[xxiii] The political parties are mainly component parties of the ruling coalition BN especially UMNO.

[xxiv] These invited sessions and dialogue generally come with refreshments or food that funded by the politician as the guest of honour. Some politicians will give donations to the organisation instead of funding the expenses of the event so that they are seen as ‘invited’ though they may have initiated or requested such an event. There is one informant who described politicians as celebrities that, “the activities of the organisation ‘S’ were similar to events of celebrating political leaders.” However, it was admitted that, “it was a good strategy to get money, in fact the best way to get money.” Other similar remarks from a respondent include, “A politician is the bridge to government funding and support, one (everything) needs political influence”.

[xxv] YB is ‘Yang Berhormat’, a salutation and common reference for elected State Assembly(wo)men, Members of Parliament and appointed Senators.

[xxvi] When he described the incident, he moved his hand in a gesture of waving flags.

[xxvii] Both sets of respondents showed a high percentage, but with different views in explaining their observations and experiences. It was interesting to find that 75.5% of Set 1 respondents felt that one’s participation in formal politics would lead to an involvement in youth/NGOs, as compared to 65.5% in Set 2.

[xxviii] See Nga 2009: 200, 206–207.

[xxix] This is an important informal political channel that comprises additional supporters and voters.

[xxx] At a 95% confidence level of t-test, no significant differences were found between the two sets of respondents in the measures to questions relating to the connection between formal politics and youth/NGOs. At a 99% confidence level, statistical results showed that there was a significant positive correlation between the duration of one’s involvement in youth/NGOs and formal politics whether the respondents were tested in separate or combined groups.

[xxxi] For example, respondents of organisations experienced an average of 11.6 years involvement in youth/NGOs as compared to 13.1 years in Set 2 politically-linked respondents. It was expected to find that Set 2 respondents were engaged in formal politics for a much longer period than Set 1 respondents, i.e., between 11.9 years as opposed to 6 years in formal politics. It is interesting to note that the median for the respondents of Set 1 were zero. This indicates that Set 1 respondents had quite a number of people who were purely social activists and therefore generally not involved in formal politics, although there was a significant presence of respondents who were involved in both formal politics and youth/NGOs.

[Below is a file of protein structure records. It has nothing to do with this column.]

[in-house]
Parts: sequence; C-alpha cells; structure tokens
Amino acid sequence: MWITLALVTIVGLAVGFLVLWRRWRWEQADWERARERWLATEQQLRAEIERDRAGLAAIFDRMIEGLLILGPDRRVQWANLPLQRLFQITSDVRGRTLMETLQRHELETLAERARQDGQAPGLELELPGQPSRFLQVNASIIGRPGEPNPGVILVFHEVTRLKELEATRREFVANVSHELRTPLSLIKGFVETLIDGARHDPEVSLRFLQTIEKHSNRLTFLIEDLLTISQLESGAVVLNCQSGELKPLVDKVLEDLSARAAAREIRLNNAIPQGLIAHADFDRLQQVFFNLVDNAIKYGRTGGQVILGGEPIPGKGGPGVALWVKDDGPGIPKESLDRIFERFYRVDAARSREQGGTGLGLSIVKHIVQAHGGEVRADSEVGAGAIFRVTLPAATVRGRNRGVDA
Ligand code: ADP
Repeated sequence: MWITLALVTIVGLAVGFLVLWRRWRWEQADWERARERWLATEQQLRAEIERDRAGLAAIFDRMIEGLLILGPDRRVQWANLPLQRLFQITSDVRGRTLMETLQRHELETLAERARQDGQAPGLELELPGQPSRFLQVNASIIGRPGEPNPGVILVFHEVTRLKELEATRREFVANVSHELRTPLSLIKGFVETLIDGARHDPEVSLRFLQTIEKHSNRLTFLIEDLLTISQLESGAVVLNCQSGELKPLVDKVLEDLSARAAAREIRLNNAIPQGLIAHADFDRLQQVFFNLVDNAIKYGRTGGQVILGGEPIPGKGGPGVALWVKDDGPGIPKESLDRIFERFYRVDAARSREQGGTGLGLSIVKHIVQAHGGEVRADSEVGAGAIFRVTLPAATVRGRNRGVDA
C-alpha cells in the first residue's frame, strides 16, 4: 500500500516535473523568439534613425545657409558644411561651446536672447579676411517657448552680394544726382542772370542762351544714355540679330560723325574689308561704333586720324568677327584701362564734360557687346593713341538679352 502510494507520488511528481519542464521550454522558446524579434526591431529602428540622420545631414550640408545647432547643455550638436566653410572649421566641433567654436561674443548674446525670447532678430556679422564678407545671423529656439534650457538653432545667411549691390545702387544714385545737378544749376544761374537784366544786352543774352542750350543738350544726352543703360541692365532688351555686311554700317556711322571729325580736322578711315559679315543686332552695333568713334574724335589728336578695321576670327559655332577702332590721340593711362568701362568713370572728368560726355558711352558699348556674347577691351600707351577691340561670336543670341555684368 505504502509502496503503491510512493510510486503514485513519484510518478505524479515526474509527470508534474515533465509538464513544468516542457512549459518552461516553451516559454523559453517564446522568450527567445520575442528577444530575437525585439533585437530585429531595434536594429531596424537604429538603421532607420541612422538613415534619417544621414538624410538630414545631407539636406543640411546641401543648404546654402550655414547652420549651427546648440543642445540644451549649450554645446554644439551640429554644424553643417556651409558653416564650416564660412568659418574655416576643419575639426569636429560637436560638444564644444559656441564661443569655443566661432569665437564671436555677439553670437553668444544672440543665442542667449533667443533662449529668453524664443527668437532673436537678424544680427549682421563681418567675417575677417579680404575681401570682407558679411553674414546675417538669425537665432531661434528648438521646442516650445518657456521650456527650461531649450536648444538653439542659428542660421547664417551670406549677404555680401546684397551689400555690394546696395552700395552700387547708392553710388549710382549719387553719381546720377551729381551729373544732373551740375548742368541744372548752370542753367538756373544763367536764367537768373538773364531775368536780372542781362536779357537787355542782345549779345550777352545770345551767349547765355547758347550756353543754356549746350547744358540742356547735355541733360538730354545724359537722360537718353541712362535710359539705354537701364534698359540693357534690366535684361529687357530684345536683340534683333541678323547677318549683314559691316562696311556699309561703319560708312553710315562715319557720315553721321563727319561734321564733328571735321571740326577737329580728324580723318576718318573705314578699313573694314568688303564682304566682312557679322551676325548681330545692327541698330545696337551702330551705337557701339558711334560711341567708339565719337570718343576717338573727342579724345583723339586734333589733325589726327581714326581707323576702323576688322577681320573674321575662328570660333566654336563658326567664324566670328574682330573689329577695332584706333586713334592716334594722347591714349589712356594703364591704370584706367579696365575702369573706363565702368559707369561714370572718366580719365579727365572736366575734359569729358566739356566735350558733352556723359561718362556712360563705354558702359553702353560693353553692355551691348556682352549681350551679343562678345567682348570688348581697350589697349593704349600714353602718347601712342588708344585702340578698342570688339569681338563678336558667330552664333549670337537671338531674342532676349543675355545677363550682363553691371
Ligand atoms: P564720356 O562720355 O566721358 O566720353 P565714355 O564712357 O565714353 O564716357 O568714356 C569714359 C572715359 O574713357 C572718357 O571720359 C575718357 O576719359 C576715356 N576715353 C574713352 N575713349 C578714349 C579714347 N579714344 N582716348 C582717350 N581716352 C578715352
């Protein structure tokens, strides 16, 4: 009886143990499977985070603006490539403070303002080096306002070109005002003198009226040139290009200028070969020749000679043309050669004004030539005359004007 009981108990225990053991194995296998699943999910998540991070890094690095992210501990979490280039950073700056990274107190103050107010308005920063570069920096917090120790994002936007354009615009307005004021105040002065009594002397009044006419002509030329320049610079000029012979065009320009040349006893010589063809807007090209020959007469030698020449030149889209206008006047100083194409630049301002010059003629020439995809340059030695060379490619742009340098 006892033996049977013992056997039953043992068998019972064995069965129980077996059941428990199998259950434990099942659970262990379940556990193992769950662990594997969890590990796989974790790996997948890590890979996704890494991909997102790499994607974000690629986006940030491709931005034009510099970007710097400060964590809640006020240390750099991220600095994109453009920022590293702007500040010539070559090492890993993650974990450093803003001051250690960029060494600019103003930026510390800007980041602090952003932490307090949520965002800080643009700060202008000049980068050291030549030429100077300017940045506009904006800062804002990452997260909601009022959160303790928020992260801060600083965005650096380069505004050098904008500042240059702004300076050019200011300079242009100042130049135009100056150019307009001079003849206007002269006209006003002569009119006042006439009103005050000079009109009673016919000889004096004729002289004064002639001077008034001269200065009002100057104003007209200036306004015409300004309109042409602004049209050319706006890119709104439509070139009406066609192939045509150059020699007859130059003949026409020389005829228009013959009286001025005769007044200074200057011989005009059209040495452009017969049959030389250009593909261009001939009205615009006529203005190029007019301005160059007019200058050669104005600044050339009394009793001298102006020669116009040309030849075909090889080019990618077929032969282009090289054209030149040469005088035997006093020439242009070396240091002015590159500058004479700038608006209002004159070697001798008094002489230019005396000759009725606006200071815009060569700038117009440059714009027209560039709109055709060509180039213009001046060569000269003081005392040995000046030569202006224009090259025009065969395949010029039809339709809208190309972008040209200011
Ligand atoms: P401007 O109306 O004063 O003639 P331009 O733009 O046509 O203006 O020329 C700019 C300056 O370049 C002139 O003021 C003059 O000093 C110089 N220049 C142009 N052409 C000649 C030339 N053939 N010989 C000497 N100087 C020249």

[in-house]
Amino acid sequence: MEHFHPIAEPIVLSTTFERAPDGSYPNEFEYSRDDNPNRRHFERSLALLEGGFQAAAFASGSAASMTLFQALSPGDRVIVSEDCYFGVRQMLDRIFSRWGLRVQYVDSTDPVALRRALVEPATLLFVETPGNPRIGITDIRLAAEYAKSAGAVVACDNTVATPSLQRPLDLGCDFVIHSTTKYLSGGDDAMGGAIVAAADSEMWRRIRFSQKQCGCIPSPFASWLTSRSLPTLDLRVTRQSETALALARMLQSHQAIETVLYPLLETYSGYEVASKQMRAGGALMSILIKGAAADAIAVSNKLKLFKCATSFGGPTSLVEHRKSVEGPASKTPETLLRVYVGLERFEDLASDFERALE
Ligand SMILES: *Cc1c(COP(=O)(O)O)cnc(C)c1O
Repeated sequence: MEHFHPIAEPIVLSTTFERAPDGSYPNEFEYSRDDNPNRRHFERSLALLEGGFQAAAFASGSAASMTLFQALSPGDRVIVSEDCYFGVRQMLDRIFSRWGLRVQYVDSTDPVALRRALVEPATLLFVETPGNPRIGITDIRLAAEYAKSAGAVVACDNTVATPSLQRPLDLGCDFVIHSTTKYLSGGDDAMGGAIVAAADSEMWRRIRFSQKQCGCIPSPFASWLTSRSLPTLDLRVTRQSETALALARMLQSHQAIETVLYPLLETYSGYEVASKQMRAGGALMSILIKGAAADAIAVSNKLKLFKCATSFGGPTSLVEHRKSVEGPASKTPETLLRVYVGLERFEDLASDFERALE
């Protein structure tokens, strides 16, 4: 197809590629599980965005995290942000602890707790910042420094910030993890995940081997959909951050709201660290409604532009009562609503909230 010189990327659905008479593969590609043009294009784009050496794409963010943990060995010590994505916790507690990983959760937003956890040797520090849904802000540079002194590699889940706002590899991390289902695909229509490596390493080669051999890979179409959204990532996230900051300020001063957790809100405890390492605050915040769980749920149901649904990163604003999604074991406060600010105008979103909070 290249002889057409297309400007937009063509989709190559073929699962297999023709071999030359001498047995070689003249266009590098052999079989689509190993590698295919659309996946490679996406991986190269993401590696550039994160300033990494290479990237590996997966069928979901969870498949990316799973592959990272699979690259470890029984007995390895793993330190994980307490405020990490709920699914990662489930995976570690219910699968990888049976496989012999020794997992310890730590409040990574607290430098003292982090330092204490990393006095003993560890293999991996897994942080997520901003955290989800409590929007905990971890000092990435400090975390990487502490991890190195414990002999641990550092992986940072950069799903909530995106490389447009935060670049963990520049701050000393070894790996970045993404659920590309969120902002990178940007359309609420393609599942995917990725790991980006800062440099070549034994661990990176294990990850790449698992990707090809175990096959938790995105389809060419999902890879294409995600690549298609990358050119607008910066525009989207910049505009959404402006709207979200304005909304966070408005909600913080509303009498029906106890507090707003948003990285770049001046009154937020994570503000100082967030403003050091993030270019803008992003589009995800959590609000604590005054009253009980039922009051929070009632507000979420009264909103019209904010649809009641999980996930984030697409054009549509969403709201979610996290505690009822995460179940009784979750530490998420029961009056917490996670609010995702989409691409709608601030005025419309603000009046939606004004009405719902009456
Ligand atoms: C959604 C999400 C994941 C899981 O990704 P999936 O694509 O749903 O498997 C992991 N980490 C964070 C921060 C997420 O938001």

[xxxii] There were 33.3% of respondents who did not clearly indicate the duration of involvement in both youth/NGOs and formal politics. Respondents who only answered one sector of the question and left the other sector blank include those who were not involved in the sector which was left blank (whether in the section of politics or youth/NGOs). By taking into consideration this aspect, a separate set of statistics was generated by assigning zero to the relevant respondents who had only answered one side of the question. As a result, the valid percentage of respondents who were involved for a longer duration in youth/NGOs than politics was 72.1% as compared to 14.4% respondents with the opposite experience while 13.5% had equal experiences. It was interesting to note that their additional result was consistent with the original result that both claims showed increases after the adjustment (assigning the value of zero to the appropriate respondents). This clearly showed that respondents’ duration of involvement in youth/NGOs was longer than involvement in politics.

[xxxiii] Freeman (2005: 239) claimed civil society organisations are the best hope both for development and human rights protection. Civil society has been credited with responsibility for undermining authoritarian rules in some countries (Burnell, 2005: 196).